This course describes the principal challenges facing the making of American Defense Policy and explains previous and current policies declared and practiced to meet them. The course is designed to inform students on the most pressing defense issues confronting the United States, and to present them a framework for defense policy analysis. It emphasizes understanding those defense policies, analyzing them, and considering and weighing alternative approaches to achieving national objectives of deterrence and defense. The course fosters an understanding of the array of U.S. military capabilities providing plausible responses to the use of military power in support of U.S. foreign policy objectives. It examines those policies in the areas of nuclear, conventional, and irregular forces, and weighs alternatives in shaping the size and structure of those forces to meet national objectives.
470.770 - Communicating Public Policy
470.772 - Practical Applications of Artificial Intelligence
Artificial Intelligence and Data Science are transformational technologies that hold the promise of improving the lives of society at large. While the hype around AI is growing, its adoption is anything but straight forward. The successful application of AI to lower risk, understand customers better and automate decision making requires a deep understanding of the right use cases where AI can lead to breakthrough innovations.
This course will provide students an opportunity to investigate multiple AI use cases and evaluate their merit. Students will select a specific use case, develop reference architecture and determine an appropriate implementation strategy. The course will culminate in the development and delivery of a lab-to-market strategy for their selected use case.
470.773 - Energy and Environmental Security
This course surveys the multiple and overlapping aspects of energy and environmental security. Students analyze the contentious proposition that increased competition for environmental and energy resources threaten national security and may be the source of future wars across the globe. The course also examines how such threats may be mitigated. (Core course for the MA in Global Security Studies)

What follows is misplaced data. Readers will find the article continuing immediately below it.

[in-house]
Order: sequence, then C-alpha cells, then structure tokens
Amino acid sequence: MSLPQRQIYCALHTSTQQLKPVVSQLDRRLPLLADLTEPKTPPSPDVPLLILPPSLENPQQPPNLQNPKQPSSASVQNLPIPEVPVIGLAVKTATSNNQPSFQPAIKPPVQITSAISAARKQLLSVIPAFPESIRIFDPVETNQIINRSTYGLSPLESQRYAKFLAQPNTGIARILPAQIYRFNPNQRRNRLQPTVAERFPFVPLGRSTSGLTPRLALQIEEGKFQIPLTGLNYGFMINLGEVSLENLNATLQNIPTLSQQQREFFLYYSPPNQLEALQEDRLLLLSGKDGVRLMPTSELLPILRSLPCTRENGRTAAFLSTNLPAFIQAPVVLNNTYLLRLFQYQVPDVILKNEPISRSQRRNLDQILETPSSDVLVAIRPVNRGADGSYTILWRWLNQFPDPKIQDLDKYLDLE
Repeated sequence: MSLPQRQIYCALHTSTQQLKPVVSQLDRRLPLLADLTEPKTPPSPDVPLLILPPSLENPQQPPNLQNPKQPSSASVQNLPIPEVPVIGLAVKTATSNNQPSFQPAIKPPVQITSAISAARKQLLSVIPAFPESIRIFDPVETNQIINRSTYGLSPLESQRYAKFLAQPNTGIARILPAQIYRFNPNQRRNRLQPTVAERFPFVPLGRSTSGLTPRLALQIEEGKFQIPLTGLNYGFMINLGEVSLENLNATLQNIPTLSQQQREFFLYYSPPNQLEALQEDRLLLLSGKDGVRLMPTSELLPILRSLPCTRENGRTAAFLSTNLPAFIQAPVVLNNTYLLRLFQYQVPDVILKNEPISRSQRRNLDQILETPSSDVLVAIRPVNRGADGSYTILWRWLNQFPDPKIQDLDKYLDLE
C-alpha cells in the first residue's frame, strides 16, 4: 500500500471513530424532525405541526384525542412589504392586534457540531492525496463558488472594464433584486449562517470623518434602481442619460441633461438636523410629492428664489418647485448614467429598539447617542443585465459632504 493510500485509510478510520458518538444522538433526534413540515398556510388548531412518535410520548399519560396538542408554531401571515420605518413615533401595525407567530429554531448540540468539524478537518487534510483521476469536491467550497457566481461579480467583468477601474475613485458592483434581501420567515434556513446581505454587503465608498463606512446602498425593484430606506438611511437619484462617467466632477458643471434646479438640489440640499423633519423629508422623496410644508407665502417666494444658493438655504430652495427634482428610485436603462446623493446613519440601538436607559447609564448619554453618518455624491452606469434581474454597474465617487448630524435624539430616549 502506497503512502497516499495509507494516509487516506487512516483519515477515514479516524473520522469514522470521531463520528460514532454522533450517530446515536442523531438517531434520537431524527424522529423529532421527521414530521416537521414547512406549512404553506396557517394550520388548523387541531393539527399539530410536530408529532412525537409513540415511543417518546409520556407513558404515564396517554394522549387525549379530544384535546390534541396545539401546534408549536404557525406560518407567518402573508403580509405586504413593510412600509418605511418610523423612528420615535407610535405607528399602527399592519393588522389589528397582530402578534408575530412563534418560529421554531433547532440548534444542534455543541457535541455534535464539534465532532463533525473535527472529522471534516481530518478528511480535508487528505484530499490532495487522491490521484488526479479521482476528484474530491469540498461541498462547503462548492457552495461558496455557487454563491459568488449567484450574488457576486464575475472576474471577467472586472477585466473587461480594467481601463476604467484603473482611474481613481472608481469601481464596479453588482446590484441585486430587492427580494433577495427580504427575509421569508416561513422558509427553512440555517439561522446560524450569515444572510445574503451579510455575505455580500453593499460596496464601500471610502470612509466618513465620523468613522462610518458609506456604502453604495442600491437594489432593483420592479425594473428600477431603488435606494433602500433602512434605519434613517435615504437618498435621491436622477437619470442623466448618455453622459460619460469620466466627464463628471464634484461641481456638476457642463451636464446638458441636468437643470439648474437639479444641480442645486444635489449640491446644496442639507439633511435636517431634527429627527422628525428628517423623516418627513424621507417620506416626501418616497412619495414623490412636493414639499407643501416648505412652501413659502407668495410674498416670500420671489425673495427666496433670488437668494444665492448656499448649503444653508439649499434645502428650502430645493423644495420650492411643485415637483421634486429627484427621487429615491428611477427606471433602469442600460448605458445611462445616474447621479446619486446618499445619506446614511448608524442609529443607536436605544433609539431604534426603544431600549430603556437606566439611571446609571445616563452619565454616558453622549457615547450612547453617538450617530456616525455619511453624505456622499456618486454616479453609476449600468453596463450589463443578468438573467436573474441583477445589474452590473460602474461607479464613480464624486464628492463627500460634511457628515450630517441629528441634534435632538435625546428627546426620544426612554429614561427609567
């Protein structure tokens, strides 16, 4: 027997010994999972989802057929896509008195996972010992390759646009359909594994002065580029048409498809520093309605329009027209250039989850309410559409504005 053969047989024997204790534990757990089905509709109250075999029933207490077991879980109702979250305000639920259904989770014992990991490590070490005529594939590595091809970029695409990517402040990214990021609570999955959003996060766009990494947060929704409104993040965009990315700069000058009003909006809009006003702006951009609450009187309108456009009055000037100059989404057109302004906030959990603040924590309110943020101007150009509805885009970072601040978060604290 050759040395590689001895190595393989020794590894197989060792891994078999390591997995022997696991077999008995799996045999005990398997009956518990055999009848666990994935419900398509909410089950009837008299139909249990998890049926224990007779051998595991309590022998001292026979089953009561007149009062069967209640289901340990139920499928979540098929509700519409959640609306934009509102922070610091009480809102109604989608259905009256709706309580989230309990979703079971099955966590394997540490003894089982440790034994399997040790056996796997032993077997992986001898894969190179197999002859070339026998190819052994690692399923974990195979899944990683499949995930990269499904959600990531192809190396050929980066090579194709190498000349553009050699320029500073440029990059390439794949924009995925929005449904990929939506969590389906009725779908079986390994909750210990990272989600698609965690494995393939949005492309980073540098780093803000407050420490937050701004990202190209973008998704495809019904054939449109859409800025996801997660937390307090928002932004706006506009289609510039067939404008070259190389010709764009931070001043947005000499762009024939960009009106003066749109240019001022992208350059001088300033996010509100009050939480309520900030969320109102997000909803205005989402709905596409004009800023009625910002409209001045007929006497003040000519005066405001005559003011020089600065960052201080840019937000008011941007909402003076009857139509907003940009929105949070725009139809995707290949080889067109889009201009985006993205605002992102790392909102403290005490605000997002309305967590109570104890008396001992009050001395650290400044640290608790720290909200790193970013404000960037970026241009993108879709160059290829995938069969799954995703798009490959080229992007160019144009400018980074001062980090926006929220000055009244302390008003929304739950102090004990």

470.774 - Nonprofit Governance & Executive Leadership
This course advances our understanding of self-governing nonprofit organizations by focusing on the responsibilities, expectations, challenges, and opportunities of nonprofit boards and their executive leadership. This course covers the basic responsibilities of nonprofit boards according to law, custom, and best practices, and it includes ethical concepts, public attitudes, and contemporary legislative and regulatory issues. The course explores theories of effective governance and executive leadership that have had wide influence, and how ethical considerations relate to perceptions of excellence and shape the way staff and volunteer leaders manage people and money. In the discussions, there will be opportunities to compare the role of boards in US nonprofit groups with those in other countries. Elective course for the Certificate in Nonprofit Management.
470.775 - Women and Gender in Law and Policy
This course will examine policy issues and controversies affecting women based on gender. While gender will be the primary category of analysis, it is not a unitary category. Statuses and affiliations based on race, class, sexuality, age and other characteristics -- intersect with gender and diversify womens gender experiences. Accordingly, the course will explore policy assumptions and imperatives that address or reflect differences among women, and will consider how policies can affect differently-situated women differently. Readings and discussions will focus primarily on policy issues that bear directly on womens equality: womens constitutional status; employment and the workplace; educational equity; poverty and economic insecurity; reproductive and family rights; intimate violence and sexual coercion. As we examine policies in these areas, we also will consider when and whether women have played a role in policy developments affecting women.